I’ve never thought very much about what expression my face defaults to. Never had to. Nobody ever declared themselves sole arbiter of what expression I should have. From what people tell me, I tend to look like whatever I’m looking at or listening to, it is not you, whoever you are. That’s often true. Fuck it, these days I’m quite likely to pull out a kindle or a computer while you’re right there talking to me and busy myself with whatever it is I do. I don’t remember anyone telling me to cheer up in the last 30 years, based on my expression or reaction to bright, brilliant conversation. People seem to react badly when I say their questions are stupid or their points childish, but I think that’s probably something else. Anyway, it seems totally fine for me to seem miserable, even though when I look at my most miserable, I’m probably enjoying myself immensely, thinking about stuff. But I can virtually guarantee that if my wife isn’t smiling and laughing and talking about other people’s inconsequential babble within seconds of showing up somewhere, someone will ask her what’s wrong in the first five minutes.

    I’m an academic, so I suppose people might expect me to be thinking about complicated stuff if I’m looking a little distracted. But my wife OWNS A LAW FIRM. Nobody seems to think she might have a few things to think about.

  21. Julia F says

    Just this morning a friend posted some photos of me taken at a political event I attended last night. I look kind of grim in both. The room was too hot, the incumbent was telling untruths and his supporters were heckling his opponent, whom I support.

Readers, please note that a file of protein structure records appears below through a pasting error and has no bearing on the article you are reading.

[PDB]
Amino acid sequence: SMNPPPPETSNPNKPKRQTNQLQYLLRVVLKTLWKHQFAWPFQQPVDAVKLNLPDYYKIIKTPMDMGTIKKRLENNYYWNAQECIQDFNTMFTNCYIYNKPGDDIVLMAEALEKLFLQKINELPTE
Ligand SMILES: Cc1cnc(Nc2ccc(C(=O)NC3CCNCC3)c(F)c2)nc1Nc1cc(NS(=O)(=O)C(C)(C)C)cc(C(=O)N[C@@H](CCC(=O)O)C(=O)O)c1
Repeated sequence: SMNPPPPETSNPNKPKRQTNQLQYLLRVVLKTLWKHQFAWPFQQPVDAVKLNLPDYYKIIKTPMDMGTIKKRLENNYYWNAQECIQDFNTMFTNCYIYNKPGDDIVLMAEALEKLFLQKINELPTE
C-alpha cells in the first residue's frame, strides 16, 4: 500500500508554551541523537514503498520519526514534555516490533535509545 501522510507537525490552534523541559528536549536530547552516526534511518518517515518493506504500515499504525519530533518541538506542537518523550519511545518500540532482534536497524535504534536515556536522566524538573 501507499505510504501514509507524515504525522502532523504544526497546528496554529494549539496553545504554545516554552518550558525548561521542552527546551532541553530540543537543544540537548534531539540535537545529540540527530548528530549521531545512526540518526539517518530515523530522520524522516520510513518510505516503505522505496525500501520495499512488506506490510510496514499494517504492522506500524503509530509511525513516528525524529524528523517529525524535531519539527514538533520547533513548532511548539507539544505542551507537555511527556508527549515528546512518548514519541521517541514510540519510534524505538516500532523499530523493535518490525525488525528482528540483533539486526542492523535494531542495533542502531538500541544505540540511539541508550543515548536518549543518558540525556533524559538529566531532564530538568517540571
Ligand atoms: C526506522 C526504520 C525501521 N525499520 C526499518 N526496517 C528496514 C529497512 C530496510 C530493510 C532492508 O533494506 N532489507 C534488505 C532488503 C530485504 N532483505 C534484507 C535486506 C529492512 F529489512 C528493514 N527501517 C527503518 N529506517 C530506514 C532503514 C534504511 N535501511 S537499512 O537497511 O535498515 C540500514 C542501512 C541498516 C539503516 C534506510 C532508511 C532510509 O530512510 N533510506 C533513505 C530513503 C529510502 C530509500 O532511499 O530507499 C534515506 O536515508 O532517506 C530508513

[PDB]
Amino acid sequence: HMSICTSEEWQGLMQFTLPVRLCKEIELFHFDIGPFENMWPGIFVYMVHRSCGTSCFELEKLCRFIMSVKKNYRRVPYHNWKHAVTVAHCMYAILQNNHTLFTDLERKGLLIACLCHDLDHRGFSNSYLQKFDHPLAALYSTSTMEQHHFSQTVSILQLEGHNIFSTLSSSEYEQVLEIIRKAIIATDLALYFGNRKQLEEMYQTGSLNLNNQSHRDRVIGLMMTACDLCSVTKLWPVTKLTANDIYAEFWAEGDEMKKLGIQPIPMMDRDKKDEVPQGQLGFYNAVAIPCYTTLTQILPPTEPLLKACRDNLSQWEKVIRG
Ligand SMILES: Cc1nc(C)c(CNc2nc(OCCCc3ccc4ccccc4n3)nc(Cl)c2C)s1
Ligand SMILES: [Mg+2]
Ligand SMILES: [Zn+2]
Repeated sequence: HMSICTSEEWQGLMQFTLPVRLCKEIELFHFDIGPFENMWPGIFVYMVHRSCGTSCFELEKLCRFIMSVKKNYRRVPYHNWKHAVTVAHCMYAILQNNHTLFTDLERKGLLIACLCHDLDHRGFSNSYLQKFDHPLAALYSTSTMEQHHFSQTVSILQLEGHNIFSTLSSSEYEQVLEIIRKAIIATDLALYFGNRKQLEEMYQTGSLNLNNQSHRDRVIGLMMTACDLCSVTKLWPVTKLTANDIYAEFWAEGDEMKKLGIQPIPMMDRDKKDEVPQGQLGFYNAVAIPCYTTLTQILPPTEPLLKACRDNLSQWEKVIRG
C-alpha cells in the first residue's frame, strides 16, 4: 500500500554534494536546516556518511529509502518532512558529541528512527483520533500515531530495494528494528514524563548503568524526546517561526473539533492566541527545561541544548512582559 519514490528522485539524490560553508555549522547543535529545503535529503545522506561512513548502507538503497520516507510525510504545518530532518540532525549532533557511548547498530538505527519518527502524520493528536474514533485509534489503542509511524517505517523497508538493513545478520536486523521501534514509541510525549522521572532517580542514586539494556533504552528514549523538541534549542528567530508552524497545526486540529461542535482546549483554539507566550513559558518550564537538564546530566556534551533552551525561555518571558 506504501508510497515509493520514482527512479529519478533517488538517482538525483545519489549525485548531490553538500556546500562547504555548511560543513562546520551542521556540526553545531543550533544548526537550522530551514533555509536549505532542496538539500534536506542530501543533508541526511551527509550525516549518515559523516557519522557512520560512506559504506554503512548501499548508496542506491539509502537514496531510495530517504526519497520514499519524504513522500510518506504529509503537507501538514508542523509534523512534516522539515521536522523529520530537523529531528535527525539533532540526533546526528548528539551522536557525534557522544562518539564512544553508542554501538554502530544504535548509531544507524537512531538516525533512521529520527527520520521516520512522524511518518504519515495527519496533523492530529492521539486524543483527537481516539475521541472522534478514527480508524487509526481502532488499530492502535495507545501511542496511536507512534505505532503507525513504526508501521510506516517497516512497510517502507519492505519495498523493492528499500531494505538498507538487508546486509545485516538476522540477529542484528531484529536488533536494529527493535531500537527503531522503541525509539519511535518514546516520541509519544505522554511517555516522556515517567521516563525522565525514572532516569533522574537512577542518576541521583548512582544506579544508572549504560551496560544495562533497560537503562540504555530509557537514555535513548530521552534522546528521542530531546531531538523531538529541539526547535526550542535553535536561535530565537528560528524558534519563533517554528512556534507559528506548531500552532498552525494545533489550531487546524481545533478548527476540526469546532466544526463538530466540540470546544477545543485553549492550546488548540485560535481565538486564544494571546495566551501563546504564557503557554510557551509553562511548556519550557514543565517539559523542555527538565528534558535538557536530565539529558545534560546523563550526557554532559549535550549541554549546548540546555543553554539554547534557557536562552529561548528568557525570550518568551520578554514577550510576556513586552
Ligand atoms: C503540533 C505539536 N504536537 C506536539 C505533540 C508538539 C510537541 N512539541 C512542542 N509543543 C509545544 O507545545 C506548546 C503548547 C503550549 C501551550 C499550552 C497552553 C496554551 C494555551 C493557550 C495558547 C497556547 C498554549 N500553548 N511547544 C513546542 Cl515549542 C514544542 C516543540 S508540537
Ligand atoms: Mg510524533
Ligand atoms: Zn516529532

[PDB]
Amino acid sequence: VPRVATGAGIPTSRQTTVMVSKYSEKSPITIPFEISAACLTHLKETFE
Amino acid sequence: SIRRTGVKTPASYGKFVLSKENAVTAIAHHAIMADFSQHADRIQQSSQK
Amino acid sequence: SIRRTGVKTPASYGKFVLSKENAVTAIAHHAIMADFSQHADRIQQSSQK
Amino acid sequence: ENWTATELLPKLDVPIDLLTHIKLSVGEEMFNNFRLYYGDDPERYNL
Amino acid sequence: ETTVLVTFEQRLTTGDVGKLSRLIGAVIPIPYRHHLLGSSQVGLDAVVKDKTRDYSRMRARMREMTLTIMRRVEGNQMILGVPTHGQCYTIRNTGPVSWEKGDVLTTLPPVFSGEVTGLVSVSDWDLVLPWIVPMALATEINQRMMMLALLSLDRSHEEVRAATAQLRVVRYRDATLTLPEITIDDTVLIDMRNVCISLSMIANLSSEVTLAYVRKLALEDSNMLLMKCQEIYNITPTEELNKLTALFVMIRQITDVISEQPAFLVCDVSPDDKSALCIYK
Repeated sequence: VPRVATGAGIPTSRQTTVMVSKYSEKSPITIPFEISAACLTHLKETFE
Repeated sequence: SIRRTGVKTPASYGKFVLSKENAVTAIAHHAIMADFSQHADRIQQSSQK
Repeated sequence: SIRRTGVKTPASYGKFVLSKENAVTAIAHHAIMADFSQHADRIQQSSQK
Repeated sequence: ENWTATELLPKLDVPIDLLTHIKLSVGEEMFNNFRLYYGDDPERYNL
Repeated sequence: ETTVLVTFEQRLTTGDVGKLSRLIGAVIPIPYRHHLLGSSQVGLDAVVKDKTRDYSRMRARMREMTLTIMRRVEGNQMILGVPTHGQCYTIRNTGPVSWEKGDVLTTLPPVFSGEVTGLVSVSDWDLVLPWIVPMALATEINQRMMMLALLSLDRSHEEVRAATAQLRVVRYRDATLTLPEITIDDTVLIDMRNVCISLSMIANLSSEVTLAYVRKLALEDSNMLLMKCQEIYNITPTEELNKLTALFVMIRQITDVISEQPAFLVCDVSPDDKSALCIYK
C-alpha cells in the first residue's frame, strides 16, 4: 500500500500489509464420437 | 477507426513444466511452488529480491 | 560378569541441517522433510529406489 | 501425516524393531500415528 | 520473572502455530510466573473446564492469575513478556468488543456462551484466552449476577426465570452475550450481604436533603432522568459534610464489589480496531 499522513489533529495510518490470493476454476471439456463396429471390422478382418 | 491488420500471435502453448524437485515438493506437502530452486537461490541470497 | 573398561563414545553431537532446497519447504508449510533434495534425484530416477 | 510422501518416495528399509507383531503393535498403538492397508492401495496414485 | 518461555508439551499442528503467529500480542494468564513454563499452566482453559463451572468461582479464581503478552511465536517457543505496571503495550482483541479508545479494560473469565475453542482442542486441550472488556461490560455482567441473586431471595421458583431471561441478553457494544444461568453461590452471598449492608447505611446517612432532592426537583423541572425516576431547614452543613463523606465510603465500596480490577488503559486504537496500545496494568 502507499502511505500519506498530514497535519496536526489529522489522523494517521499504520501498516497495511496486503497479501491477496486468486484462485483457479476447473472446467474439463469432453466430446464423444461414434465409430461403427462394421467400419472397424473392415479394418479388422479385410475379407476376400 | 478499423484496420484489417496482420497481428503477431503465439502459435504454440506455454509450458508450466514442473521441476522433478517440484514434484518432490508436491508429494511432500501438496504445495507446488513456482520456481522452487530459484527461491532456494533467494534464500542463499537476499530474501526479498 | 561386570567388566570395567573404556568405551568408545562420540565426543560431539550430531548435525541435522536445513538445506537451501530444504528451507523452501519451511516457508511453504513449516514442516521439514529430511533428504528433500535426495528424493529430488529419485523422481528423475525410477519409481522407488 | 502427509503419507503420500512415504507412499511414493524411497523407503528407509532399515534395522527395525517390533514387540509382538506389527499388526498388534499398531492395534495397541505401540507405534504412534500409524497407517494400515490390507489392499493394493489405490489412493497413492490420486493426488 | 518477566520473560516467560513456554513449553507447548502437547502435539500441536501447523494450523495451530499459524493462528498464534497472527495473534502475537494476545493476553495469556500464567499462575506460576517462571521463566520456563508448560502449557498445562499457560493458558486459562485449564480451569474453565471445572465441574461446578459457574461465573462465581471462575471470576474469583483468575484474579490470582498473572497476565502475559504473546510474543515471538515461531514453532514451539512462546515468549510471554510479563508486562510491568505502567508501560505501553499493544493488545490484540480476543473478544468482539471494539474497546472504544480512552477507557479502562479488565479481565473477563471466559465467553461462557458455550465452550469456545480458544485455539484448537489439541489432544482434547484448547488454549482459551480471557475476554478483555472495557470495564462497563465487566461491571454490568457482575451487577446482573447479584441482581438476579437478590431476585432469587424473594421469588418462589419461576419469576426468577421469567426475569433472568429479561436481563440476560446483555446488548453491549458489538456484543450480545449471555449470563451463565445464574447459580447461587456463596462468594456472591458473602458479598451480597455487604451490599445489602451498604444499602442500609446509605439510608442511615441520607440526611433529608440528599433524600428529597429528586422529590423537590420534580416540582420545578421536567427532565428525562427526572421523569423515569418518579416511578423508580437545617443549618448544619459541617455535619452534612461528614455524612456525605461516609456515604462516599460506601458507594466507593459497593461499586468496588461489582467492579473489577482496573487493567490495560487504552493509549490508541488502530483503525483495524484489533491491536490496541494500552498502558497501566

I laughed out loud at two of his ridiculous remarks, but unfortunately, no one photographed me then.

  22. shari says

    For balance, I have to point out that my husband (gifted with a Dennis Quaid-ish big grin) was told (in the technology/banking field, by peers and/or superiors) that he smiled TOO much – and made people uncomfortable…….!!!! Sexist expectations, much? Or, maybe he just looked like he was plotting?………

    I feel like revelling in my ‘bitchy resting face’ – but the only way to do that without ruining the effect is to maybe print up a t-shirt? (is that copyright infringement?) I find it excruciatingly predictable if the bit about ‘plastic surgeons offering a cure’ is true. And they can keep their money-grubbing mitts of my cankles. I have already named them and they aren’t going anywhere.

  23. shari says

    OFF, not ‘of’. Me and EFF don’t seem to be getting on well today either. He’s scared of my Face…

  24. Nentuaby says

    The fact that this is being turned into an actual thing is disheartening. Now I can’t tell if it was really satire or if I was misjudging it.

    I’m pretty sure it was satire, but being received as a stock example of what it was meant to attack is an all-too-common failure mode of satire. That’s why Swift couldn’t be any subtler than baby eating…